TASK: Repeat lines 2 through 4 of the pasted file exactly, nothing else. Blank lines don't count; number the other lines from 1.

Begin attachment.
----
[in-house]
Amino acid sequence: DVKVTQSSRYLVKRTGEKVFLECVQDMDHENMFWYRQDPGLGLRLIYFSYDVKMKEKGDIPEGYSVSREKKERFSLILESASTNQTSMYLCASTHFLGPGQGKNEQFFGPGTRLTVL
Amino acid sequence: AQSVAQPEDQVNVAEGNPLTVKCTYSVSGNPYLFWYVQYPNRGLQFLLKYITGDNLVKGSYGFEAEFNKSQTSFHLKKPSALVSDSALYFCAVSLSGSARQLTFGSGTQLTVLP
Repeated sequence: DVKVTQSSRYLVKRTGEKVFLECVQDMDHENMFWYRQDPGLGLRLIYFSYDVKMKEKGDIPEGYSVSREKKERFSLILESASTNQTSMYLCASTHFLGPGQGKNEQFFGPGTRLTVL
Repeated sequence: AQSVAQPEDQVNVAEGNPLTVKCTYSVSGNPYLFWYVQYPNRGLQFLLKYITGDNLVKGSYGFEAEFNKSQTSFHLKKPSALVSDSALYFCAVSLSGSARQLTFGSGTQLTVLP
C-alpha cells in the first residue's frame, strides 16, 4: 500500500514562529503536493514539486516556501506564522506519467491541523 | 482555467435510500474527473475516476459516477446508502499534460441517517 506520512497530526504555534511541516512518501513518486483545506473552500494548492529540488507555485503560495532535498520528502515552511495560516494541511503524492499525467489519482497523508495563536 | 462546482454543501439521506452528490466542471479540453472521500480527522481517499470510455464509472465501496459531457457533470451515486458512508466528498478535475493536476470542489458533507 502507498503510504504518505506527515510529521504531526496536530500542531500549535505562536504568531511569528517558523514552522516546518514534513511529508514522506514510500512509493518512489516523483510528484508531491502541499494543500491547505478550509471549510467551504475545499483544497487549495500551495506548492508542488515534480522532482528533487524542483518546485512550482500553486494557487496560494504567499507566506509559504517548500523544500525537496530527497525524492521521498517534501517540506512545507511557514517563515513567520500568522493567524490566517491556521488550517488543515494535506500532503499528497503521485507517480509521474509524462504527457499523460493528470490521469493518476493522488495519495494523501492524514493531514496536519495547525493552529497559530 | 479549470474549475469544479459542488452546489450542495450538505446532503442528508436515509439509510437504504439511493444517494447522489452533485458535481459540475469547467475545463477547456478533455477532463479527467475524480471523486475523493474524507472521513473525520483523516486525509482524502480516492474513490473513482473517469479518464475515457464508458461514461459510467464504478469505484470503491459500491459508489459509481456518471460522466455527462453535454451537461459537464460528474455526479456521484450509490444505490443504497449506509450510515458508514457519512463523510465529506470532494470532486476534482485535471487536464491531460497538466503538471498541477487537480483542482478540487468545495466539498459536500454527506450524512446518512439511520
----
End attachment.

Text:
Amino acid sequence: DVKVTQSSRYLVKRTGEKVFLECVQDMDHENMFWYRQDPGLGLRLIYFSYDVKMKEKGDIPEGYSVSREKKERFSLILESASTNQTSMYLCASTHFLGPGQGKNEQFFGPGTRLTVL
Amino acid sequence: AQSVAQPEDQVNVAEGNPLTVKCTYSVSGNPYLFWYVQYPNRGLQFLLKYITGDNLVKGSYGFEAEFNKSQTSFHLKKPSALVSDSALYFCAVSLSGSARQLTFGSGTQLTVLP
Repeated sequence: DVKVTQSSRYLVKRTGEKVFLECVQDMDHENMFWYRQDPGLGLRLIYFSYDVKMKEKGDIPEGYSVSREKKERFSLILESASTNQTSMYLCASTHFLGPGQGKNEQFFGPGTRLTVL